What’s the difference between Friendship Heights and Capitol Heights? The number of people with college degrees.

Degree density in and around DC. Each blue dot represents 1,000 people 25 and over with a college degree; each pink dot, 1,000 people 25+ without. Maps by Rob Pitingolo.

Rob Pitingolo has done a lot of research on which places have more or fewer people with college degrees. DC has the fourth most college degrees per square mile of any city in the nation, but that doesn’t apply everywhere in the region or everywhere in DC.

Rob created these maps that show the locations of people with and without college degrees aged 25 and over.

There seems to be a fair amount of mixing in Virginia, but in DC and Maryland, the divide is starker. East of the Anacostia, blue dots are very few; west of Rock Creek and in the central city, they overwhelm the pink dots.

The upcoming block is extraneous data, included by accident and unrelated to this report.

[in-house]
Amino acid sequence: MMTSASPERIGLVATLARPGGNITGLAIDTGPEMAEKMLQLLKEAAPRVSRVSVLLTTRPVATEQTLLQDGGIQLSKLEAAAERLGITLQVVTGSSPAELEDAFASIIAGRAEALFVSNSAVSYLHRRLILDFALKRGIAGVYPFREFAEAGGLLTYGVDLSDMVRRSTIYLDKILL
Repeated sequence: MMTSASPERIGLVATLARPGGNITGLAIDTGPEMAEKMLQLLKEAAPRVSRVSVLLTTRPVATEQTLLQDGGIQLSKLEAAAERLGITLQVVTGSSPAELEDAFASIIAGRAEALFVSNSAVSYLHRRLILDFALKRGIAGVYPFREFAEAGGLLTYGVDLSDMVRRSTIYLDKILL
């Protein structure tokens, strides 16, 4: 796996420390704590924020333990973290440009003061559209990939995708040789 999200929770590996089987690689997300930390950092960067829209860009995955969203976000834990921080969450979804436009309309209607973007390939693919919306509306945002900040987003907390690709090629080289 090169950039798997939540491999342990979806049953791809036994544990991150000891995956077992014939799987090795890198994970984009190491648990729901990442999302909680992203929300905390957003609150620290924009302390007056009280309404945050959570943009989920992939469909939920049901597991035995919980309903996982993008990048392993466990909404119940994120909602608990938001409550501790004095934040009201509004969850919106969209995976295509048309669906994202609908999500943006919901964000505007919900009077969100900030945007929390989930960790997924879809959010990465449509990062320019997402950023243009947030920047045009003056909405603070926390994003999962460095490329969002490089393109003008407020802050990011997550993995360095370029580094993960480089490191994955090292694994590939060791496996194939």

A lot of news stories talk about the DC region in terms of the division between black and white. The city’s history of racial segregation has left a legacy of educational and socioeconomic inequality. As a result, many commentators use race as a simplistic shorthand for conflicts that are really about college educated versus not, or wealthy versus poor, or young versus old.

Race is immutable, but other characteristics are not. If our divisions are really about black versus white, they’re not going to change unless some people move out of the city, and that’s not what we want to happen. But education levels can change, and it’s good for everyone if we can help all people in our region access better education.

David Alpert is Founder and President of Greater Greater Washington and Executive Director of DC Sustainable Transportation (DCST). He worked as a Product Manager for Google for six years and has lived in the Boston, San Francisco, and New York metro areas in addition to Washington, DC. He lives with his wife and two children in Dupont Circle. Unless otherwise noted, opinions in his GGWash posts are his and not the official views of GGWash or DCST.